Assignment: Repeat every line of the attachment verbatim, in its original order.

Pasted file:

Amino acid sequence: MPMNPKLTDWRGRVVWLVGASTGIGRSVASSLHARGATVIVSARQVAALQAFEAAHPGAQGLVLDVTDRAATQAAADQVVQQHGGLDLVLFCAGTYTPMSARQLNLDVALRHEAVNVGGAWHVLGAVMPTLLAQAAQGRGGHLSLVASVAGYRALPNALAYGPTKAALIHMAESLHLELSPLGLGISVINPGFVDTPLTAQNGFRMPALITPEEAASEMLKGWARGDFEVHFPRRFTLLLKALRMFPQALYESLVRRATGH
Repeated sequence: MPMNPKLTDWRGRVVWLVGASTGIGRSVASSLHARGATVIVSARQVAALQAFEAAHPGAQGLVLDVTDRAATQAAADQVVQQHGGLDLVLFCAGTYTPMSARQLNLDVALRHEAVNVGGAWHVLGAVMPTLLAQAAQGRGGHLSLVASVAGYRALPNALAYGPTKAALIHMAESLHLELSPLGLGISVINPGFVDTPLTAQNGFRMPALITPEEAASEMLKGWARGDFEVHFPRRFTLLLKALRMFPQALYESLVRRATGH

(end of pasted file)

Amino acid sequence: MPMNPKLTDWRGRVVWLVGASTGIGRSVASSLHARGATVIVSARQVAALQAFEAAHPGAQGLVLDVTDRAATQAAADQVVQQHGGLDLVLFCAGTYTPMSARQLNLDVALRHEAVNVGGAWHVLGAVMPTLLAQAAQGRGGHLSLVASVAGYRALPNALAYGPTKAALIHMAESLHLELSPLGLGISVINPGFVDTPLTAQNGFRMPALITPEEAASEMLKGWARGDFEVHFPRRFTLLLKALRMFPQALYESLVRRATGH
Repeated sequence: MPMNPKLTDWRGRVVWLVGASTGIGRSVASSLHARGATVIVSARQVAALQAFEAAHPGAQGLVLDVTDRAATQAAADQVVQQHGGLDLVLFCAGTYTPMSARQLNLDVALRHEAVNVGGAWHVLGAVMPTLLAQAAQGRGGHLSLVASVAGYRALPNALAYGPTKAALIHMAESLHLELSPLGLGISVINPGFVDTPLTAQNGFRMPALITPEEAASEMLKGWARGDFEVHFPRRFTLLLKALRMFPQALYESLVRRATGH